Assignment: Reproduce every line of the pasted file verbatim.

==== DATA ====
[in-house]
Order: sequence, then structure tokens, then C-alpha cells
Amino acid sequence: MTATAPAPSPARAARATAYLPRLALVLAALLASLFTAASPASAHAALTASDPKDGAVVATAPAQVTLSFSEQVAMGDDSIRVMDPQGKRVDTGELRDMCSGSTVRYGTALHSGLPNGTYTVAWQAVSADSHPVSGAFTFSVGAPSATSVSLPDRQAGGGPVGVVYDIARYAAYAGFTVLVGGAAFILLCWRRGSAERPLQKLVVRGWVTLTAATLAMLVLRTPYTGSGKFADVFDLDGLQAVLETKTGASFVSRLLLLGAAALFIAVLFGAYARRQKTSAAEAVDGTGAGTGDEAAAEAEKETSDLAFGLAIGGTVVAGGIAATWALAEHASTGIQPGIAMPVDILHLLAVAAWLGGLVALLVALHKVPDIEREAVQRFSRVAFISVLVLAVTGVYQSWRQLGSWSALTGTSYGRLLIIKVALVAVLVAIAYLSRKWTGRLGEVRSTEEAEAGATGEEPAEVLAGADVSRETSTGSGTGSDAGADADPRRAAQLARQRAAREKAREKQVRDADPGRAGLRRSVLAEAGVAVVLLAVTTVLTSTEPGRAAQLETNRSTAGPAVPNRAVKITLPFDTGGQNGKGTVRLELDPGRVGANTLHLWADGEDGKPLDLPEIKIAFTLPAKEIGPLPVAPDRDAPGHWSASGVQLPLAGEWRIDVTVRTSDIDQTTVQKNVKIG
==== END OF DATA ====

[in-house]
Order: sequence, then structure tokens, then C-alpha cells
Amino acid sequence: MTATAPAPSPARAARATAYLPRLALVLAALLASLFTAASPASAHAALTASDPKDGAVVATAPAQVTLSFSEQVAMGDDSIRVMDPQGKRVDTGELRDMCSGSTVRYGTALHSGLPNGTYTVAWQAVSADSHPVSGAFTFSVGAPSATSVSLPDRQAGGGPVGVVYDIARYAAYAGFTVLVGGAAFILLCWRRGSAERPLQKLVVRGWVTLTAATLAMLVLRTPYTGSGKFADVFDLDGLQAVLETKTGASFVSRLLLLGAAALFIAVLFGAYARRQKTSAAEAVDGTGAGTGDEAAAEAEKETSDLAFGLAIGGTVVAGGIAATWALAEHASTGIQPGIAMPVDILHLLAVAAWLGGLVALLVALHKVPDIEREAVQRFSRVAFISVLVLAVTGVYQSWRQLGSWSALTGTSYGRLLIIKVALVAVLVAIAYLSRKWTGRLGEVRSTEEAEAGATGEEPAEVLAGADVSRETSTGSGTGSDAGADADPRRAAQLARQRAAREKAREKQVRDADPGRAGLRRSVLAEAGVAVVLLAVTTVLTSTEPGRAAQLETNRSTAGPAVPNRAVKITLPFDTGGQNGKGTVRLELDPGRVGANTLHLWADGEDGKPLDLPEIKIAFTLPAKEIGPLPVAPDRDAPGHWSASGVQLPLAGEWRIDVTVRTSDIDQTTVQKNVKIG